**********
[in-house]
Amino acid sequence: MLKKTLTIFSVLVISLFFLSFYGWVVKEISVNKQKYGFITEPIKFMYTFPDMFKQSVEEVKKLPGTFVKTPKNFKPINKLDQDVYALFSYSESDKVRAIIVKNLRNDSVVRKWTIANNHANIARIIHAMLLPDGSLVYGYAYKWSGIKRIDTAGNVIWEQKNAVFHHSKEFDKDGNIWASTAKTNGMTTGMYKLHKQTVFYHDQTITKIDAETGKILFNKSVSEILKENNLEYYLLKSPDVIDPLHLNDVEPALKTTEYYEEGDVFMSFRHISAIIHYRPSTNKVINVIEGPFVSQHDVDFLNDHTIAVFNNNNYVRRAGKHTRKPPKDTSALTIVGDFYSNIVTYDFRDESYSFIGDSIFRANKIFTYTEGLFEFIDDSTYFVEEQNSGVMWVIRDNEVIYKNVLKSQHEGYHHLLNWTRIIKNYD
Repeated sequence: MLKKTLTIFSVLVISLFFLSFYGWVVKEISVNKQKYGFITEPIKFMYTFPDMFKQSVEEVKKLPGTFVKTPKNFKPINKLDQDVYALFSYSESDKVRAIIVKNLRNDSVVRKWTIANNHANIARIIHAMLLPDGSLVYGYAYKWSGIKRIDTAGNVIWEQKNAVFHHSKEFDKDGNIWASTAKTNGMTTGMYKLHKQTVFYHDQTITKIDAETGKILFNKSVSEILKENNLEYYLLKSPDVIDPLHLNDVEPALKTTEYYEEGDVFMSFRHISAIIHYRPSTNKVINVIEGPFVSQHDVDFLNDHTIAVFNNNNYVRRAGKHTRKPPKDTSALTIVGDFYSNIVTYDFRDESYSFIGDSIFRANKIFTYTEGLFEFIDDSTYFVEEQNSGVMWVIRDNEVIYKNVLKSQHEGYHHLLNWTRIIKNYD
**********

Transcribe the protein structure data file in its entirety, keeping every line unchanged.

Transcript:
[in-house]
Amino acid sequence: MLKKTLTIFSVLVISLFFLSFYGWVVKEISVNKQKYGFITEPIKFMYTFPDMFKQSVEEVKKLPGTFVKTPKNFKPINKLDQDVYALFSYSESDKVRAIIVKNLRNDSVVRKWTIANNHANIARIIHAMLLPDGSLVYGYAYKWSGIKRIDTAGNVIWEQKNAVFHHSKEFDKDGNIWASTAKTNGMTTGMYKLHKQTVFYHDQTITKIDAETGKILFNKSVSEILKENNLEYYLLKSPDVIDPLHLNDVEPALKTTEYYEEGDVFMSFRHISAIIHYRPSTNKVINVIEGPFVSQHDVDFLNDHTIAVFNNNNYVRRAGKHTRKPPKDTSALTIVGDFYSNIVTYDFRDESYSFIGDSIFRANKIFTYTEGLFEFIDDSTYFVEEQNSGVMWVIRDNEVIYKNVLKSQHEGYHHLLNWTRIIKNYD
Repeated sequence: MLKKTLTIFSVLVISLFFLSFYGWVVKEISVNKQKYGFITEPIKFMYTFPDMFKQSVEEVKKLPGTFVKTPKNFKPINKLDQDVYALFSYSESDKVRAIIVKNLRNDSVVRKWTIANNHANIARIIHAMLLPDGSLVYGYAYKWSGIKRIDTAGNVIWEQKNAVFHHSKEFDKDGNIWASTAKTNGMTTGMYKLHKQTVFYHDQTITKIDAETGKILFNKSVSEILKENNLEYYLLKSPDVIDPLHLNDVEPALKTTEYYEEGDVFMSFRHISAIIHYRPSTNKVINVIEGPFVSQHDVDFLNDHTIAVFNNNNYVRRAGKHTRKPPKDTSALTIVGDFYSNIVTYDFRDESYSFIGDSIFRANKIFTYTEGLFEFIDDSTYFVEEQNSGVMWVIRDNEVIYKNVLKSQHEGYHHLLNWTRIIKNYD